Typically there are no known commercially available firearms suitable for home defense, that warn an unauthorized user to put the firearm down, have an internal trigger lock to prevent unauthorized use by a child or others, that automatically locks the firearm if put down or taken away, or sounds an alarm in response to unauthorized handling or theft. Unauthorized use of a firearm requires 1) that it can be moved, and 2) the potential the trigger can be pulled, allowing the firearm to be fired. The instance invention processor, motion detector and alarm not only defend against the firearm being moved or stolen, but a second safety prevents the firearm from being firing.

The AR 15 is used by many of our troops along with many other firearm's using the same trigger, hammer and safety selector lever arrangement. The safety selector lever and its cam, referred herein as the “safety”, are located above the natural position of the gun hand thumb when the weapon is griped. The safety is intended to be used to prevent accidental discharge, injury and death. Unfortunately the design is awkward to use, likely resulting in many users simply not using the safety. The AK 47 outsells the AR 15 on the world market. It appears an experienced shooter could go from safe to fire modes faster using the AK 47 than if he used the AR 15. It is unknown if tests have been conducted to compare how fast an AR 15 can go from safe to fire settings verses the AK 47. Overall the AR 15 shooter must move his thumb 4″ compared about ½″ with the disclosed invention. Likely the AR 15 shooter with the instant invention selector lever can go from safe to fire faster than the AK 47 shooter, a potential life and death issue. It is obvious a shooter who only needs to push their thumb ½″ forward, could fire a lot faster than an someone who had to move their thumb 4″, or their whole hand up and down as with the AK 47. The slowest shooter at a gun fight is at a disadvantage. Our troops should not be the slow ones in a firefight or competition.

The design and location of the conventional AR 15 safety selector lever is such that the side or back of the shooters thumb likely would be used to return to the safety on setting, which is cumbersome. The instant invention eliminates this problem by automatically returning to its “safety on position”, when the thumb is released. This improvement likely can eliminate many friendly fire accidents. Troops would be less likely to carry their weapon with the safety off.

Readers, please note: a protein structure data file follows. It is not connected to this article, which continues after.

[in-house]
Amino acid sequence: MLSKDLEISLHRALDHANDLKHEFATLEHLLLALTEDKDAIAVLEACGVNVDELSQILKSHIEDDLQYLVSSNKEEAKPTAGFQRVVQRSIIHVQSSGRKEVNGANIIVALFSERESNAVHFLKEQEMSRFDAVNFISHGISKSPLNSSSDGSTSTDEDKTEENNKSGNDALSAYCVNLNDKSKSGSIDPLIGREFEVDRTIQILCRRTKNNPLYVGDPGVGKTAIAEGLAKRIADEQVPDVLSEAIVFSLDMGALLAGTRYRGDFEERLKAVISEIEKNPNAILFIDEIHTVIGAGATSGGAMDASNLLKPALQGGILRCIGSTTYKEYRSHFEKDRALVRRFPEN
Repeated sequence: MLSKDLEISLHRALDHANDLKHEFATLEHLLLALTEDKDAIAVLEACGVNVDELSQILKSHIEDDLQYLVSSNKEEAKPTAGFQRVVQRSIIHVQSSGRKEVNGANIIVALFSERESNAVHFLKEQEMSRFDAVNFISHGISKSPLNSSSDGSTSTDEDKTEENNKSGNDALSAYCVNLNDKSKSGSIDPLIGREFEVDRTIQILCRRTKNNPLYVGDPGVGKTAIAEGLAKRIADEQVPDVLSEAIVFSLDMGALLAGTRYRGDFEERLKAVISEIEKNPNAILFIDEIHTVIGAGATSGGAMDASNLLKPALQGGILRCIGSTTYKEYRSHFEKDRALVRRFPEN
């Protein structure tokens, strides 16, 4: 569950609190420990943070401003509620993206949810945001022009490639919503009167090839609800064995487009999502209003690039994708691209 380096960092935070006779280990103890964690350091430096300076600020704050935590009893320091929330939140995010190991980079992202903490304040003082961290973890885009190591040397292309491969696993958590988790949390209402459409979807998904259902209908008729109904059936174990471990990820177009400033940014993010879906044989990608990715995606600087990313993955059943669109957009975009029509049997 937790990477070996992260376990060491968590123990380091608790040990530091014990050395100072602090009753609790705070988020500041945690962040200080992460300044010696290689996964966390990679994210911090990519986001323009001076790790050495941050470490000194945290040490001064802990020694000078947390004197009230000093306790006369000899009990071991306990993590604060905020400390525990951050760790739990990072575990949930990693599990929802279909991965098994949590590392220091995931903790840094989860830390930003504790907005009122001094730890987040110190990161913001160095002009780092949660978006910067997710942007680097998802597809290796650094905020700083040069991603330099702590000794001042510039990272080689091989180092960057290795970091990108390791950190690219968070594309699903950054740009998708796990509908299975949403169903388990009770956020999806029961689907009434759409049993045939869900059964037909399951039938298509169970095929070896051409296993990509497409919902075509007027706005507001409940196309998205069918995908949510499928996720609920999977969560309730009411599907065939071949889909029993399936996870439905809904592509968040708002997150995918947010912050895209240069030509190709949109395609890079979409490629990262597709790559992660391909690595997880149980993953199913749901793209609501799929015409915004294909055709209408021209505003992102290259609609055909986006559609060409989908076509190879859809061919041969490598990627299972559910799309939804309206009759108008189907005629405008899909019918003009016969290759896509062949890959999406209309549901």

The electronic smart “PPS”, or personal press safety feature in conjunction with the countdown warning light, alarm, and automatic trigger lock can prevent unauthorized handling, theft, accidents and the need to purchase an expensive gun safe.

The processor and timer permit military firearms to ultimately be controlled by superior officers over several years of use. As an example troops could be issued weapons that typically would be unlocked for 12 hours in the morning, yet automatically relock if left unattended beyond a time limit, requiring the press safety be entered. Every week or month a new press safety would be given out. A squad or larger of soldiers might use the same press safety. Each issued weapon would have years of monthly press safeties stored. A special press safety would be required to remove the smart grip from the lower receiver. Conventional grips will not fit on the lower receiver if the smart grip was cut off.

The US competes against Russia and others in international arms sales. The Russian AK 47 appears to have a faster to operate safety than the AR 15 and other U.S. military firearms. To compete internationally the US needs a faster to operate AR 15 and military arms. Our troops are deployed overseas, often with possible hostile locals in the area. The instant invention automatically guards against unauthorized handling and theft.

The US recently lost numerous firearms in Libya that were stolen. The disclosed firearms of this invention unlikely would have been stolen due to the security features.

In view of the foregoing, it is clear that these traditional techniques are far from perfect and leave room for more optimal approaches.

BRIEF DESCRIPTION OF THE DRAWINGS

The present invention is illustrated by way of example, and not by way of limitation, in the figures of the accompanying drawings and in which like reference numerals refer to similar elements and in which:

FIG. 1 illustrates a detailed perspective view of an exemplary firearm safety joined with a portion of the lower receiver of a firearm 100, in accordance with an embodiment of the present invention;

FIG. 2 illustrates a detailed perspective view of an exemplary grip safety assembly 201 joined with an exemplary lower receiver 202 of a firearm in an exemplary smart locked mode, in accordance with an embodiment of the present invention;